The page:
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Take Care study: Adherence better in worksite patients

BY DSN STAFF

CONSHOHOCKEN, Pa. —Worksite health clinics are not exactly a new concept, but there’s no doubt that their prevalence has skyrocketed in recent years as employers look to curb rising healthcare costs and bolster employee productivity. Further underscoring the importance of this growing clinic model is a new study by Take Care Health Systems, which found that those patients using workplace primary care and pharmacy services have higher adherence rates to medications for chronic conditions—nearly 10% higher—compared with patients treated in the community.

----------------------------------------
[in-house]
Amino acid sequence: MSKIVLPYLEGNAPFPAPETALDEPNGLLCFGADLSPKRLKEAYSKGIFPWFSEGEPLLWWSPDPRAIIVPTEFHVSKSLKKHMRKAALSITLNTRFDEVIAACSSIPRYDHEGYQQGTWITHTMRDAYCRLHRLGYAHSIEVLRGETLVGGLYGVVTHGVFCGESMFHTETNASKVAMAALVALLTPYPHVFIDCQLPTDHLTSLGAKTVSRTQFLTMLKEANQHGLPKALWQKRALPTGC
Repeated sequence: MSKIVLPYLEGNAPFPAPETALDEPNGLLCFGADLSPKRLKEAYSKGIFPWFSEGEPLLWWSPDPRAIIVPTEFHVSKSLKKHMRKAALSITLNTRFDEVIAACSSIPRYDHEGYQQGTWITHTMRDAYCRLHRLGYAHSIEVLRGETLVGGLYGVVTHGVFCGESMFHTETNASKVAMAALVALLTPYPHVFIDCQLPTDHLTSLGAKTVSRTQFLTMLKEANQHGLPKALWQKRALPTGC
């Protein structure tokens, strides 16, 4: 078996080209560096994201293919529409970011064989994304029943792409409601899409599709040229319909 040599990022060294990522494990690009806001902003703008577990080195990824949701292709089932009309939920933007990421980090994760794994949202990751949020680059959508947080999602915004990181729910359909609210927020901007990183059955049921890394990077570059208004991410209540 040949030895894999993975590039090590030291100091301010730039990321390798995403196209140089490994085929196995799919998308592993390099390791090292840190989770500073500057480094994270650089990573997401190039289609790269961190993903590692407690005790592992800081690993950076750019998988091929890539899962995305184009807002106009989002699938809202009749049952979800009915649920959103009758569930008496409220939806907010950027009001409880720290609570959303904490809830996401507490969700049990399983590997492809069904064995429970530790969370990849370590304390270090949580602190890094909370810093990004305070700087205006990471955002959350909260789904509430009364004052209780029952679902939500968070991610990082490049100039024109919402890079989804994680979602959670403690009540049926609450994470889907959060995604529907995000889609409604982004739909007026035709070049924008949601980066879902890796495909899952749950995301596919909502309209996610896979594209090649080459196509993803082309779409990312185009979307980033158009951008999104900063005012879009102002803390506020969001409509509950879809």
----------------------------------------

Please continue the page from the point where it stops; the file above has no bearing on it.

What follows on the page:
The findings are significant in that they suggest that investing in integrated workplace health and pharmacy programs can help employers realize healthcare savings, while improving patient outcomes.

It is estimated by Fuld & Company that there are some 1,200 firms currently operating on-site clinics, which, taking into account their multiple campuses and multiple clinics, results in an estimated 2,200 on-site clinics. That number could reach 7,000 by 2015.

“This study truly demonstrates the value of the workplace healthcare model in addressing medication adherence—one of the most challenging and costly obstacles faced by providers and payers of health care,” stated Sharon Frazee, an author of the study and VP health research for Take Care Health Systems, which is owned by Walgreens. “Having care accessibly located at the worksite allows employees to build a trusted, face-to-face relationship with both their clinicians and pharmacists, providing an opportunity to engage in a dialogue about their condition and treatment plan, and ultimately, promote patient adherence through education and communication.”